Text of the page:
Collecting waste in Sicily: old and new ways

BY FREEK COLOMBIJN Every human settlement has to think of a way to dispose its solid waste, but each place finds its own particular ways to do this. I was once again forced to think about this simple fact on holiday in Sicily. Two peculiarities of Sicily are its rugged terrain, with old fortified towns up in the hills, and the many tourists that visit the island who are perhaps more careless away than they would be at home. How does Sicily deal with these challenges? Castelbuono is a picturesque town with a medieval core, hundred kilometres from Palermo. The …

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Do not waste waste

DOOR FREEK COLOMBIJN It is a truism to state that the amount of solid waste produced daily is enormous. Mount Everest has become a symbol of just how widespread the waste problem has become. Mountaineers have left an estimated 50 tons of waste on its slopes, including bottles, food containers, broken equipment, even over two hundred dead bodies. In 2010 a party of climbers on a cleaning mission collected about 2 tons of solid waste in the area above 8,000 m. and these missions have been repeated regularly since then. Nowadays climbers are obliged by law to bring down 8 …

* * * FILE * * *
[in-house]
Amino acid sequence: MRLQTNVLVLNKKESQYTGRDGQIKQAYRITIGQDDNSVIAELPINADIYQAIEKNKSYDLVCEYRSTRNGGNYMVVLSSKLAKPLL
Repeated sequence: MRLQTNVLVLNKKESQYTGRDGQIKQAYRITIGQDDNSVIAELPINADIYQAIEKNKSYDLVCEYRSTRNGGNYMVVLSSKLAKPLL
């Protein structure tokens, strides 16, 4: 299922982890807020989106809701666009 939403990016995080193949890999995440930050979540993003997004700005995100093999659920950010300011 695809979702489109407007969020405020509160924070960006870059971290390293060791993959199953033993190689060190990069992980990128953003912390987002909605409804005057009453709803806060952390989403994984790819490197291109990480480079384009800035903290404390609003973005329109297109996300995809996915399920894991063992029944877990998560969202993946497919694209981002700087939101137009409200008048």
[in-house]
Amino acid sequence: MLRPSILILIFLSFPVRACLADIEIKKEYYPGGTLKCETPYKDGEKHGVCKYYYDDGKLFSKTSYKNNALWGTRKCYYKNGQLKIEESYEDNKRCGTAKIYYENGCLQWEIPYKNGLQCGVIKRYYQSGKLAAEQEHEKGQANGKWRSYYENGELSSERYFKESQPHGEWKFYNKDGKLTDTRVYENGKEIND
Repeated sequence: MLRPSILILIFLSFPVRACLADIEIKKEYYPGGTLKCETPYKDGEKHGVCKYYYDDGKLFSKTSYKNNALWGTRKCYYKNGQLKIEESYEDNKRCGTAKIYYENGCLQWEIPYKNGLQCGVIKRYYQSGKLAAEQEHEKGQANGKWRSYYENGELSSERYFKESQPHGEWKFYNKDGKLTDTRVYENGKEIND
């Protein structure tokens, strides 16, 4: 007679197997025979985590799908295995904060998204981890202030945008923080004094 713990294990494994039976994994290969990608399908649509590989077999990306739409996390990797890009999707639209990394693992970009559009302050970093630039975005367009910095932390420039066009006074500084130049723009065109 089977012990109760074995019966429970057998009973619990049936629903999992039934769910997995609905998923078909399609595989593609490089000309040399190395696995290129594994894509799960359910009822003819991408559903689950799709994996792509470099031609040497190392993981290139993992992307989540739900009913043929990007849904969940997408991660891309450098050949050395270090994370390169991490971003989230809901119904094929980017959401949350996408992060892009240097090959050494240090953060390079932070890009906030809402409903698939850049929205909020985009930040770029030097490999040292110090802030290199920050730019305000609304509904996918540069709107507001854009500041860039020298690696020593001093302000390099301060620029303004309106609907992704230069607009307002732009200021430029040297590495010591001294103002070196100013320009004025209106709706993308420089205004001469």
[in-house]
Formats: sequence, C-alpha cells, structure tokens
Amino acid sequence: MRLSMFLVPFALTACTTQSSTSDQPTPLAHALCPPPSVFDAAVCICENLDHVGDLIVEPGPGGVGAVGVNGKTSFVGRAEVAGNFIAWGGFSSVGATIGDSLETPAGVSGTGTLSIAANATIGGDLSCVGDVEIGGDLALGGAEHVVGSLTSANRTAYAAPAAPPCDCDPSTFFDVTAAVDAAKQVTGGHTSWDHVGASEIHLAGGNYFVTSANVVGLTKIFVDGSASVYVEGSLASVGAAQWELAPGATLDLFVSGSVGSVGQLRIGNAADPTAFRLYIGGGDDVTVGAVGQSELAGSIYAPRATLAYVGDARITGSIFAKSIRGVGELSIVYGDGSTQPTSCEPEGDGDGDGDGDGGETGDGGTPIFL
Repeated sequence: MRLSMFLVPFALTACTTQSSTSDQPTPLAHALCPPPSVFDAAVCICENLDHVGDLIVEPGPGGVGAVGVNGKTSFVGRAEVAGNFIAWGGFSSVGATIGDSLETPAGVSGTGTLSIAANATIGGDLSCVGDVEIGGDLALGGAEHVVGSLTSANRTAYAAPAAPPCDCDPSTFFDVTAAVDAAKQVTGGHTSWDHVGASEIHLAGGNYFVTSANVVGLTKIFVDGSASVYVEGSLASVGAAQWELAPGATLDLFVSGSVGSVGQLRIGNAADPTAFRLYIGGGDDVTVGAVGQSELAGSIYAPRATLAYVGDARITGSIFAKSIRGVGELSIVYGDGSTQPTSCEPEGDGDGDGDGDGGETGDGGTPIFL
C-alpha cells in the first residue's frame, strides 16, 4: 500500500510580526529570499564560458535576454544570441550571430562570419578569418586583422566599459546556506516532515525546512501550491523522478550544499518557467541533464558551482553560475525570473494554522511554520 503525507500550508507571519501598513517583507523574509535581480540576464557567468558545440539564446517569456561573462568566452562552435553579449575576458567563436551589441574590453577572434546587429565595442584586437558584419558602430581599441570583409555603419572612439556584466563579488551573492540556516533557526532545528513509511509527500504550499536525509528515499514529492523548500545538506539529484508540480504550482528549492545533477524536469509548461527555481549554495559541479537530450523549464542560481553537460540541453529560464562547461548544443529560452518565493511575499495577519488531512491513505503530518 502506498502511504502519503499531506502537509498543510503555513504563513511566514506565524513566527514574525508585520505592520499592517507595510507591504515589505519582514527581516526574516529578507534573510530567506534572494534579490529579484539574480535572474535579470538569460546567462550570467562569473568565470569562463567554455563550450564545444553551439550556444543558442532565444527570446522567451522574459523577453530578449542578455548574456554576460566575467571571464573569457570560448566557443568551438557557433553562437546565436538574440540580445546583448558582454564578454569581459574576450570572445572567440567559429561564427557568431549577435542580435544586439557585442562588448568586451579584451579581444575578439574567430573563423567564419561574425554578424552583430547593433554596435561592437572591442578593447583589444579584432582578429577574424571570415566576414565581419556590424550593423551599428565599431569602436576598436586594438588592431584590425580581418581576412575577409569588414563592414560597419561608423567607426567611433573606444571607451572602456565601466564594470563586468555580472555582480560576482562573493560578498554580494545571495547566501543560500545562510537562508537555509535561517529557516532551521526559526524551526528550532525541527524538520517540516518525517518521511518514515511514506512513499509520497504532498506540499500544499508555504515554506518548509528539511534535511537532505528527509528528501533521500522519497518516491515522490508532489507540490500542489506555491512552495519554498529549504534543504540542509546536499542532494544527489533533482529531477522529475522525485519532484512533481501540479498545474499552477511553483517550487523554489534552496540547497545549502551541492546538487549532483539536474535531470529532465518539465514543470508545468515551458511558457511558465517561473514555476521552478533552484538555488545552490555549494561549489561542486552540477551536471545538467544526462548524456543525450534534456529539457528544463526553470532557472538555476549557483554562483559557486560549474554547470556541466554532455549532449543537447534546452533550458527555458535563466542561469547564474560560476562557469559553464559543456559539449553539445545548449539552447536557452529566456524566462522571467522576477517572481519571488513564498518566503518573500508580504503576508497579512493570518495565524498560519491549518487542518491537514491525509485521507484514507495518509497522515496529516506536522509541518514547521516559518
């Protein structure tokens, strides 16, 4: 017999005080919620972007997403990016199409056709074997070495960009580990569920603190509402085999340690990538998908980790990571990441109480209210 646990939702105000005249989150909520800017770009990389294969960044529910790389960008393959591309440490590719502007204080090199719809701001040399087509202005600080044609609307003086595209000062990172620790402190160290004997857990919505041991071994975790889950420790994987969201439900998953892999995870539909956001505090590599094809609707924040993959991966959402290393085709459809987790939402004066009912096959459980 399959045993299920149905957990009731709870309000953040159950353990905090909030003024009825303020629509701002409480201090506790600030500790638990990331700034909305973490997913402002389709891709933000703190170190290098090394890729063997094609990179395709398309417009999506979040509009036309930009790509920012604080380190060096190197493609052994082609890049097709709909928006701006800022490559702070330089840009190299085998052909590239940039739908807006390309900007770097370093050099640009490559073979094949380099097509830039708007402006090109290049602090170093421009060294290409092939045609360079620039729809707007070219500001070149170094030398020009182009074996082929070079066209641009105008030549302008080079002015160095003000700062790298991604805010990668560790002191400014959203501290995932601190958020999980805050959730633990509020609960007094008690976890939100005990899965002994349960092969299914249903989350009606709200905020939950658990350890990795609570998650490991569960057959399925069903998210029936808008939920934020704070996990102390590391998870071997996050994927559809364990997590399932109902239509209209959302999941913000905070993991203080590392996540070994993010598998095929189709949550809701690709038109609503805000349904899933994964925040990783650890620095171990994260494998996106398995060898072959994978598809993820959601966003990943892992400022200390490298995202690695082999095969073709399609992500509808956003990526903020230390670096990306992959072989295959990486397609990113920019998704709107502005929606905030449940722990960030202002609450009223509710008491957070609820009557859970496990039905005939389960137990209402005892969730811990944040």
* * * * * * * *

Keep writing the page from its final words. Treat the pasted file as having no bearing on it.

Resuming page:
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The Car Free Day in Surabaya: a pro-environment event?

By Freek Colombijn Every Sunday morning from 6 to 10 a.m. part of the main street of Surabaya is closed for all motorized traffic for an event that is called ‘Car Free Day’ (often abbreviated as CFD, Chay-Ef-Day). Car Free Days are organized in Jakarta and other major cities in Indonesia too, but I know the event best in Surabaya. I first attended the CFD as part of my research on pro-environmental behavior, but as it has turned out, it has little to do with the desire to reduce the use of the car. On the contrary. It attracts many …

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Wind Energy

By Alexander Dunlap    Wind Energy is undoubtedly my favorite of all the energy systems, which retains an immense potential for eco-logical sustainability. This potential, however, can be utopic, dystopic or somewhere in between, which is intimately intertwined with the futures people wish to create. Before moving to the Isthmus of Tehuantepec region in Oaxaca, Mexico to investigate the impact of renewable energy on semi-subsistent Indigenous groups (Zapotec and Ikoot), I knew that wind projects triggered, what is known in political ecology as, ecological distribution conflicts. These are conflicts arising from development projects that affirm regional power inequalities, unequal distribution of …

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